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The Blue Flower

Jim and Ruth Bauer's Weimar-era musical is lush and transporting. logo
Sebastian Arcelus and Marc Kudisch
in The Blue Flower
(© Ari Mintz)
To note that Jim and Ruth Bauer play fast and loose with biographical facts in their Weimar-era musical The Blue Flower, now at Second Stage, would be a gross understatement. They've chosen four historical figures (three artists and a pioneering female scientist) and pieced together a predominantly fictional -- and wholly captivating -- narrative about the foursome's intellectual pursuits and romantic entanglements during the tumultuous years spanning two great world wars.

You can pick up a bit of factual background as the plot progresses (between the narration and an overlay of slides and archival film clips, you'd be hard pressed not to), but you can also just relax and luxuriate in the rich soundscape provided by composer Jim Bauer, who labels his style "Sturm 'n Twang -- Kurt Weill going tete-a-tete with Hank Williams." The music is lush and transporting, thanks to a skilled onstage octet (perched high in Beowulf Boritt's jumble of slapdash catwalks) and above all, an ensemble of superb singer-actors set aswirl by director Will Pomerantz.

For this fourth incarnation (following a 2004 presentation by the New York Musical Theatre Festival, a Prospect Theater Company production in 2008, and Cambridge's American Repertory Theater's well-received production last year), Broadway veteran Marc Kudisch takes on the pivotal role of Max, loosely modeled on the figurative painter Max Beckmann. The twilight of his life, in the 1950s, finds him sitting in an Upper West Side park, putting what will turn out to be the final touches on a scrapbook of collages. Later, in the course of free-wheeling flashbacks, he feverishly sketches the historical context in his own impassioned -- if occasionally exasperating -- vernacular, "Maxperanto."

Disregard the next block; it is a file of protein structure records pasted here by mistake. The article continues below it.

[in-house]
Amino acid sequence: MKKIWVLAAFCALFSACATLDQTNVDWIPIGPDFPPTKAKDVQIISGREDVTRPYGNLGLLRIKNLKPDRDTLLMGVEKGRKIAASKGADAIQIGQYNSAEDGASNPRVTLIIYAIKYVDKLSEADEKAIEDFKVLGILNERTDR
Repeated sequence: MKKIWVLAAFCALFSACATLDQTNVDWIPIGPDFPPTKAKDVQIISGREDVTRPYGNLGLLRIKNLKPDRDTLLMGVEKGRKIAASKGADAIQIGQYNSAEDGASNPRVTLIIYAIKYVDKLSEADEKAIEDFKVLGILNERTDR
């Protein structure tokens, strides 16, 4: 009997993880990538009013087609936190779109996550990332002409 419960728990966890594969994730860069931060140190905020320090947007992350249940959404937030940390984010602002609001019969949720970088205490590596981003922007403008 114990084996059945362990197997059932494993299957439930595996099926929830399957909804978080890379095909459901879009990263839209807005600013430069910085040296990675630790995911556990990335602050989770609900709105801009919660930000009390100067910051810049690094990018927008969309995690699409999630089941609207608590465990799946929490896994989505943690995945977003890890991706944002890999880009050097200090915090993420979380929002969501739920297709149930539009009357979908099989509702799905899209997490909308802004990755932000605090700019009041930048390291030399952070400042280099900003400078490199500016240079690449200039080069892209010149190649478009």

As Max reminisces -- helped along by a narrator figure intelligently embodied by Graham Rowat -- the figures in the photo-book come to life. Sebastian Arcelus plays Max's art-school bosom buddy Franz (based on expressionist Franz Marc). Teal Wicks is Marie, the hard-working, hard-partying scientist whom both men both loved -- Max platonically, but not for lack of yearning. Reprising her role from the previous two productions, Meghan McGeary brings increasing nuance to the role of performance artiste/provocateuse Hannah, in real life Hannah Höch, herself a noted collagist.

Kudisch, with his leading-man panache, makes for a less pathetic third wheel, so he's not as touching as he might be, trailing after his two besotted best friends -- "always a ghost / drifting paces behind." The pair's erotic bond, though, appears -- if possible -- more electric than ever. Hannah tries to fill the void in Max's heart, but with limited success, and she will suffer for the lack of love -- hideously, scarily, in a nightmarish sequence titled "Dark Party."

Still, it's Marie's loss of Franz that occupies the emotional core of the story. Wicks, though herself young and fresh, manages to plumb several lifetimes' worth of sorrow in her two laments, "Eiffel Tower" (about the Parisian idyll that Marie and Franz will never get to enjoy) and "(Let It) Slide through Your Hands," a moving ballad that touches on the acceptance that death ineluctably forces upon us. As she sings, you may have the sensation, for one profound moment suspended in time, that all around you, other onlookers are steeped in their own memories of loved ones forever lost.

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